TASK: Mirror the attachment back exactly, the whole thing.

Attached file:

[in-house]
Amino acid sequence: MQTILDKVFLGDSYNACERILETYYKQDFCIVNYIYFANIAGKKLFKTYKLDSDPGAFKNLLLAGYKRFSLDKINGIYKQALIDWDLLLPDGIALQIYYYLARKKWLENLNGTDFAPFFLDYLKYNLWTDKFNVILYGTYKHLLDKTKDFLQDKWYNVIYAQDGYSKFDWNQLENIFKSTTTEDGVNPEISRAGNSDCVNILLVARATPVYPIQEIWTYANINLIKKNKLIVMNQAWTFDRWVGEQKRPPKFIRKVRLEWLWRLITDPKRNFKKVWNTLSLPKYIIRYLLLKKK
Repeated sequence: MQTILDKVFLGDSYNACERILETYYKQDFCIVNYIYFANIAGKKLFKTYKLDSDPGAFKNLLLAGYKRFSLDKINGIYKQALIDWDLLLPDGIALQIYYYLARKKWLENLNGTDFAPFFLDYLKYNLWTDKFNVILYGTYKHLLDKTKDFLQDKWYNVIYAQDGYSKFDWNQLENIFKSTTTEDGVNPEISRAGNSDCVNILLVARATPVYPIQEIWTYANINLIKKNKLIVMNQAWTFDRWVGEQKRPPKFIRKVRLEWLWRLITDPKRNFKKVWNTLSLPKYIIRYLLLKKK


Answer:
[in-house]
Amino acid sequence: MQTILDKVFLGDSYNACERILETYYKQDFCIVNYIYFANIAGKKLFKTYKLDSDPGAFKNLLLAGYKRFSLDKINGIYKQALIDWDLLLPDGIALQIYYYLARKKWLENLNGTDFAPFFLDYLKYNLWTDKFNVILYGTYKHLLDKTKDFLQDKWYNVIYAQDGYSKFDWNQLENIFKSTTTEDGVNPEISRAGNSDCVNILLVARATPVYPIQEIWTYANINLIKKNKLIVMNQAWTFDRWVGEQKRPPKFIRKVRLEWLWRLITDPKRNFKKVWNTLSLPKYIIRYLLLKKK
Repeated sequence: MQTILDKVFLGDSYNACERILETYYKQDFCIVNYIYFANIAGKKLFKTYKLDSDPGAFKNLLLAGYKRFSLDKINGIYKQALIDWDLLLPDGIALQIYYYLARKKWLENLNGTDFAPFFLDYLKYNLWTDKFNVILYGTYKHLLDKTKDFLQDKWYNVIYAQDGYSKFDWNQLENIFKSTTTEDGVNPEISRAGNSDCVNILLVARATPVYPIQEIWTYANINLIKKNKLIVMNQAWTFDRWVGEQKRPPKFIRKVRLEWLWRLITDPKRNFKKVWNTLSLPKYIIRYLLLKKK